HARRISBURG (BRN) – Seven years ago, the Appalachian Christmas Outreach was birthed in the mountains of North Carolina through the combined efforts of the Appalachian Regional Ministry and Baptists on Mission (BOM), an auxiliary to the Baptist State Convention of North Carolina.
At the ground level, the ministry stretched across the state of North Carolina, with NC churches packing small tote bags and drawstring pouches with essential items and a brief gospel presentation for local children in need. To start, the goal was less than 5,000 bags.
Since 2015, the Appalachian Christmas Outreach has expanded its reach to several other states – including Georgia, Kentucky, Alabama, West Virginia, Virginia, New York, Ohio and Pennsylvania. Most of these states have adopted the outreach program and are autonomously meeting needs through their own churches.
For a few states, though, North Carolina is still the heartbeat of this ministry. According to Kathie Aiken, a missionary for BOM and one of the founding voices in the Appalachian Christmas Outreach, North Carolina supplies backpacks for parts of West Virginia, southwest Virginia and Pennsylvania as well as a few graffiti ministries in the Bronx, Manhattan and Baltimore.
This year, North Carolina projected to fill 19,000 backpacks to distribute in state and share with its out of state partners. The churches of NC exceeded their goal by 1,275 backpacks, collecting a total of 20,275 backpacks.
Aiken responded to surpassing this goal by saying, “People are seeing the need more. They’re being more involved, and [with] this, the wonderful thing about the backpacks [is] every age can do this – from the collecting all the way through to hanging out at an event. This is something the entire church – all age levels – can be involved in.”
In Pennsylvania, several Baptist Resource Network (BRN) churches are involved with the Appalachian Christmas Outreach by either hosting a mission team from North Carolina or receiving backpacks from Baptist on Mission’s Appalachian Outreach. These churches include: Anastasis Fellowship Church in Reading, Vida Life Church in Harrisburg, God’s Field Church in Freedom and Plaid Community Church in Pittston all received backpacks to distribute to their communities.
Pastor Larry Baker of Anastasis Fellowship challenged his congregation to pray about who they could share backpacks with, resulting in several different touches throughout Reading, Pennsylvania. Several church members gave bags to personal needs they were aware of, and many got busy learning about organizations who had needs.
The first to receive the backpacks, filled with age-scripted toys, clothes, hygiene items, Bibles and food was the manager at the storage unit where Anastasis stored the bags. Up to that point, the storage company had not received any Toys for Tots donations. She was thrilled when Baker offered her 20 of the bags to fill her donation box.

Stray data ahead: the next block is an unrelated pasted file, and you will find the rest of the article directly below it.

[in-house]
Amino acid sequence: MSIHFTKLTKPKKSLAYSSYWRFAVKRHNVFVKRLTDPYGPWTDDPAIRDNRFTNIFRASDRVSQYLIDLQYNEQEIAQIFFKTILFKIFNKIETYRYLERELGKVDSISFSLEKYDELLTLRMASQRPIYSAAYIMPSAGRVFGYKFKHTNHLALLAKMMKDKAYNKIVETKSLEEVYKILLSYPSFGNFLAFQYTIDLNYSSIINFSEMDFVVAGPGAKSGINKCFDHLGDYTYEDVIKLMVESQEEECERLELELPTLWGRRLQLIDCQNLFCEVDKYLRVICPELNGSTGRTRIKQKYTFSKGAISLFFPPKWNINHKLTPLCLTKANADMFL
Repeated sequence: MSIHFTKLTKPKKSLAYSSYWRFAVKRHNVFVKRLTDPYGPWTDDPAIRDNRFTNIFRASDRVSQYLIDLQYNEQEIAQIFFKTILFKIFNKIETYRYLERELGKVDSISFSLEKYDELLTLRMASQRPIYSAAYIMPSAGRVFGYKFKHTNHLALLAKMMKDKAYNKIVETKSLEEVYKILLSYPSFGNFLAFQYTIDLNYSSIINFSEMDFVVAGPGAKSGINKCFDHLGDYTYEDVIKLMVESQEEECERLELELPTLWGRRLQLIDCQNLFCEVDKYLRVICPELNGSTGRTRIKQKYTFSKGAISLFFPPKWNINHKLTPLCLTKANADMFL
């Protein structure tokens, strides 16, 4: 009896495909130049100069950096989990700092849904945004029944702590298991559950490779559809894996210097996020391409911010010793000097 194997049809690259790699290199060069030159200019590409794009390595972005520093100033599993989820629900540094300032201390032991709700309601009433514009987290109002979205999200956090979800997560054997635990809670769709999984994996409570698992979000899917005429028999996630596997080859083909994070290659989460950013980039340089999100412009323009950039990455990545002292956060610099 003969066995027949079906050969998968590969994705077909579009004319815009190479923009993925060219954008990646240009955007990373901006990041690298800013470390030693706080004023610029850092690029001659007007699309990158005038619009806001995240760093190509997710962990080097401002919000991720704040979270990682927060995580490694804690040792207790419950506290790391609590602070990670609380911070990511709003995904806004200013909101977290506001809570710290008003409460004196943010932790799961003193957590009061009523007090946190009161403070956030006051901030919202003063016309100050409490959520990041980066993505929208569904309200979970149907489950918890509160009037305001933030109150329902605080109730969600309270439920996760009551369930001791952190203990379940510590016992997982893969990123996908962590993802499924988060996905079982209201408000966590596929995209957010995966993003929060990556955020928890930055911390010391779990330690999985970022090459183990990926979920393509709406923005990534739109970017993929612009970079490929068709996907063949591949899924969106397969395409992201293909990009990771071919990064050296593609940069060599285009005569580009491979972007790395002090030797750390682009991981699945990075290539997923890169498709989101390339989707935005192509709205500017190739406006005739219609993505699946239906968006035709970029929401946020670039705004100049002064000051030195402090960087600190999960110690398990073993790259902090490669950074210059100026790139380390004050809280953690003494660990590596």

In addition, three members delivered 50 backpacks to Family Promise of Berks Co., who provides services to homeless families, youth and individuals facing a housing crisis. Another 30 backpacks were given to one of OneLuv Ministry’s annual Christmas toy giveaways.
Baker explained that the effort has been a great opportunity to see God at work outside the church and to help initiate partnerships between Anastasis and these hard-working organizations.
“We are very grateful for all the donors who have given of their time and money to bless people here in our community,” said Baker.
Other BRN churches benefited from North Carolina mission teams coming to their communities and helping prepare or distribute backpacks. These BRN churches include: Covenant Community Church in Harrisburg, Colonial Hills Baptist Church in Bedford, The Foundry Church in Wallingford and Hazleton Community Church in Hazleton.
The Foundry Church in Wallingford, Pennsylvania, has partnered with BOM for the Appalachian Christmas Outreach from the beginning. Senior Pastor of The Foundry Church Chuck Kieffer shared that this year was the church’s seventh year of doing the backpack outreach.
In total, the church, with the help of a mission team from Wrightsboro Baptist in North Carolina, was able to distribute at least 325 backpacks to the Wallingford community, with 80 of those backpacks going to students at Stetser Elementary School and another 185 being distributed at a Christmas party hosted at Kinder Park Community Center.
Kieffer shared that a batch of 30 backpacks was also given to a church planting project in the Wallingford area and another set of 30 backpacks is being prepped to be sent to a local after school program called “The Garage,” which serves immigrant Hispanic youth.
What started as a ministry in the mountains of North Carolina has grown to be a national effort to help the gospel take root in the hearts of children.
“There’s some things that make a difference. Making a difference in a child’s life and introducing them to Jesus, maybe for the first time, is something that is just eternally important,” remarked Aiken.
“In our communities, we meet physical and spiritual needs, but especially at this time of year it just makes a difference. I don’t know, I just feel like all of us need to really concentrate on making a difference for Jesus…and this is one way to do it.”
If you or your church is interested in getting involved with the Appalachian Christmas Outreach, you can learn more on the Baptists on Mission website or contact Kathie Aiken at email@example.com.